Iron Ore Agglomeration Processes and their Historical Development Dec28

Iron Ore Agglomeration Processes and their Historical Development...

Iron Ore Agglomeration Processes and their Historical Development There are four types of agglomerating processes which have been developed (Fig 1). They are (i) briquetting, (ii) nodulizing, (iii) sintering, and (iv) pelletizing. Fig 1 Agglomeration processes Briquetting is the simplest and earliest applied process. Fine grained iron ores are pressed in to pillow shaped briquettes with the addition of some water or some other binder under high mechanical compressive pressure. In the nodulizing process, fines or concentrate along with carbonaceous material are passed through inclined rotary kiln heated by gas or oil. The temperature inside the kiln is sufficient to soften but not high enough to fuse the ore. The nodules vary considerably in composition and are too dense, slaggy, lack required porosity and hence this process could not find great favour. Briquetting and nodulizing are cold binding processes and mostly used for the recycling of recovered iron ore wastes in the steel plant. Sintering and pelletizing are the processes of major importance for the iron production. During 2014, as per World Steel Association, the production of blast furnace iron and direct reduced iron were 1183 million tons and 73 million tons respectively. Most of this production has come from iron ore in the form of sinter and pellet. While the preferred feedstock for blast furnace iron is sinter and/or pellets, that of direct reduced iron is pellets only. Though accurate production data for sinter and pellets are not compiled, but world production of sinter and pellets together can be safely estimated to be well over 1300 million tons per year to support the iron production of 1256 million tons. Historically, the feedstock for the world?s blast furnaces was naturally occurring lump ores. During the mining of iron ores, large amounts were getting generated....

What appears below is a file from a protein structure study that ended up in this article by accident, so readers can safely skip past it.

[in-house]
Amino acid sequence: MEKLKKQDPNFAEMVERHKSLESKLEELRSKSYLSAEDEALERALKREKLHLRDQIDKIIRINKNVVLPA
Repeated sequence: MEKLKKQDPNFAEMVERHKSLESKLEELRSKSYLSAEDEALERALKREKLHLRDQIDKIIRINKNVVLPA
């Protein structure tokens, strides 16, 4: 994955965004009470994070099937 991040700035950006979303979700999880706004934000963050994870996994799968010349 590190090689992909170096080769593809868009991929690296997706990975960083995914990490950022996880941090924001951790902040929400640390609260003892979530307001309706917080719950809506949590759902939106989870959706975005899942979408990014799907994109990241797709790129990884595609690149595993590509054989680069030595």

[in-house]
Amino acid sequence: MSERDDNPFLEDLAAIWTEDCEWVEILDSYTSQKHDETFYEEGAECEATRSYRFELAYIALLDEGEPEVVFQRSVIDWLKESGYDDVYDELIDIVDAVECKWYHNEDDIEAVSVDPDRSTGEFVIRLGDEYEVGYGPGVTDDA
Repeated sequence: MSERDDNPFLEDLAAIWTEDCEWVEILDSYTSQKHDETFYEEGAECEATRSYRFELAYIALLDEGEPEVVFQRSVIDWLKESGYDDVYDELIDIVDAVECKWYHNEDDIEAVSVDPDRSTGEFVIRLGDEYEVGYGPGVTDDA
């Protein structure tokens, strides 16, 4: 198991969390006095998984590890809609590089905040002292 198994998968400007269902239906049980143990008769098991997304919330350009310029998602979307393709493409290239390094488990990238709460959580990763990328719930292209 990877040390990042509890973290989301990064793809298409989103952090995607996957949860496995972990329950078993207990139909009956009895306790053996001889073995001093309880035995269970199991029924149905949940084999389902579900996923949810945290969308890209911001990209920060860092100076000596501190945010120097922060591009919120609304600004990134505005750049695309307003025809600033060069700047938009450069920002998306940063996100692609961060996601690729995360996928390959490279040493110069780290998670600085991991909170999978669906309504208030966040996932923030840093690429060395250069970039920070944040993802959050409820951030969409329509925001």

Iron Ore Pellets and Pelletization Process Nov26

Iron Ore Pellets and Pelletization Process...

Iron Ore Pellets and Pelletization Process Pelletizing of iron ore was started in the 1950s to facilitate the utilization of finely ground iron ore concentrates in steel production. For the pelletizing of iron ore there are two main types of processes namely, the straight travelling grate (STG) process and the grate kiln (GK) process. In the STG process, a stationary bed of pellets is transported on an endless travelling grate through the drying, oxidation, sintering and cooling zones. In the GK process, drying and most of the oxidation is accomplished in a stationary pellet bed transported on a travelling grate. Thereafter, the pellets are loaded in a rotary kiln for sintering and then on a circular cooler for cooling. The pelletizing processes are discussed in the article under the link http://ispatguru.com/iron-ore-pellets-and-pelletizing-processes/. The pellets may be acid or fluxed pellets. Acid pellets – Basicity of acid pellets is usually less than 0.1. The fired pellet strength is, to a certain degree, due to hematite bridges of polycrystalline structure. These pellets normally have large volume of open pores. The reduction gas quickly penetrates through these pores into the pellet core and simultaneously attacks the structure in many places. This results into an early structural change which begins at low temperatures over the entire pellet volume. Fluxed pellets – These are also known as basic pellets. Basicity of fluxed pellets is greater than 0.1 and can vary. Basicity of normal basic pellets range from 0.1 to 0.6 and have low CaO percentage. During the firing of these pellets, a glassy slag phase consisting of SiO2, CaO, and Fe2O3 of varying percentage is formed. Due to increased flux addition, there is formation of some slag and due to it, there is to a certain extent slag bonding with...